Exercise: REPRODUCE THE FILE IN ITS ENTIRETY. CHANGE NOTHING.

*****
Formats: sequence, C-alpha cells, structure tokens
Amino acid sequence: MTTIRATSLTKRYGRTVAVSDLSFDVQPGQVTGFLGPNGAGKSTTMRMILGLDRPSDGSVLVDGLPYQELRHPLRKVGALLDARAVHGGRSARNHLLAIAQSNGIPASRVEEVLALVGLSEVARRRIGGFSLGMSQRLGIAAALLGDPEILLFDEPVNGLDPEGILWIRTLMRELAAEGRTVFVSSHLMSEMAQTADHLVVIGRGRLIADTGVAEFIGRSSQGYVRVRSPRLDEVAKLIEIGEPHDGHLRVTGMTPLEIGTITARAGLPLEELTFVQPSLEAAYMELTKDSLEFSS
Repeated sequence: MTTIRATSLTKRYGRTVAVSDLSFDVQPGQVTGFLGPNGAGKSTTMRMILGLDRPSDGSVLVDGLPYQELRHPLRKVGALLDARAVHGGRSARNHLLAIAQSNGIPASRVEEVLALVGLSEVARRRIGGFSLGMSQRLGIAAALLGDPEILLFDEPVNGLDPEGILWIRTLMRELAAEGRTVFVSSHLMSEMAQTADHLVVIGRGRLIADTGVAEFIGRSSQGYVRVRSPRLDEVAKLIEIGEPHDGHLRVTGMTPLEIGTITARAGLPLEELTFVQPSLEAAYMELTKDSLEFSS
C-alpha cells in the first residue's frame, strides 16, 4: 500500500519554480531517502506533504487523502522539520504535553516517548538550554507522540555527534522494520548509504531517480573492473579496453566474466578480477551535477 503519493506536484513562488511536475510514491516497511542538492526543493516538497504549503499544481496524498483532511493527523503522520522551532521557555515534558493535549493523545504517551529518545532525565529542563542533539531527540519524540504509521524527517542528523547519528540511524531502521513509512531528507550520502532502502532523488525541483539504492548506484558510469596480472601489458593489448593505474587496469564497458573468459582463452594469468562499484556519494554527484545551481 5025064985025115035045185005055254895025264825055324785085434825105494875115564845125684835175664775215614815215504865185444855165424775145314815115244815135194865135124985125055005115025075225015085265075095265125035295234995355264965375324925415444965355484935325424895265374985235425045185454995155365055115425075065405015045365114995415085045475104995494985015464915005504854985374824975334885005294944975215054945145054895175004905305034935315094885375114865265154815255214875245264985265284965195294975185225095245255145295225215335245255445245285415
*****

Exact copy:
Formats: sequence, C-alpha cells, structure tokens
Amino acid sequence: MTTIRATSLTKRYGRTVAVSDLSFDVQPGQVTGFLGPNGAGKSTTMRMILGLDRPSDGSVLVDGLPYQELRHPLRKVGALLDARAVHGGRSARNHLLAIAQSNGIPASRVEEVLALVGLSEVARRRIGGFSLGMSQRLGIAAALLGDPEILLFDEPVNGLDPEGILWIRTLMRELAAEGRTVFVSSHLMSEMAQTADHLVVIGRGRLIADTGVAEFIGRSSQGYVRVRSPRLDEVAKLIEIGEPHDGHLRVTGMTPLEIGTITARAGLPLEELTFVQPSLEAAYMELTKDSLEFSS
Repeated sequence: MTTIRATSLTKRYGRTVAVSDLSFDVQPGQVTGFLGPNGAGKSTTMRMILGLDRPSDGSVLVDGLPYQELRHPLRKVGALLDARAVHGGRSARNHLLAIAQSNGIPASRVEEVLALVGLSEVARRRIGGFSLGMSQRLGIAAALLGDPEILLFDEPVNGLDPEGILWIRTLMRELAAEGRTVFVSSHLMSEMAQTADHLVVIGRGRLIADTGVAEFIGRSSQGYVRVRSPRLDEVAKLIEIGEPHDGHLRVTGMTPLEIGTITARAGLPLEELTFVQPSLEAAYMELTKDSLEFSS
C-alpha cells in the first residue's frame, strides 16, 4: 500500500519554480531517502506533504487523502522539520504535553516517548538550554507522540555527534522494520548509504531517480573492473579496453566474466578480477551535477 503519493506536484513562488511536475510514491516497511542538492526543493516538497504549503499544481496524498483532511493527523503522520522551532521557555515534558493535549493523545504517551529518545532525565529542563542533539531527540519524540504509521524527517542528523547519528540511524531502521513509512531528507550520502532502502532523488525541483539504492548506484558510469596480472601489458593489448593505474587496469564497458573468459582463452594469468562499484556519494554527484545551481 5025064985025115035045185005055254895025264825055324785085434825105494875115564845125684835175664775215614815215504865185444855165424775145314815115244815135194865135124985125055005115025075225015085265075095265125035295234995355264965375324925415444965355484935325424895265374985235425045185454995155365055115425075065405015045365114995415085045475104995494985015464915005504854985374824975334885005294944975215054945145054895175004905305034935315094885375114865265154815255214875245264985265284965195294975185225095245255145295225215335245255445245285415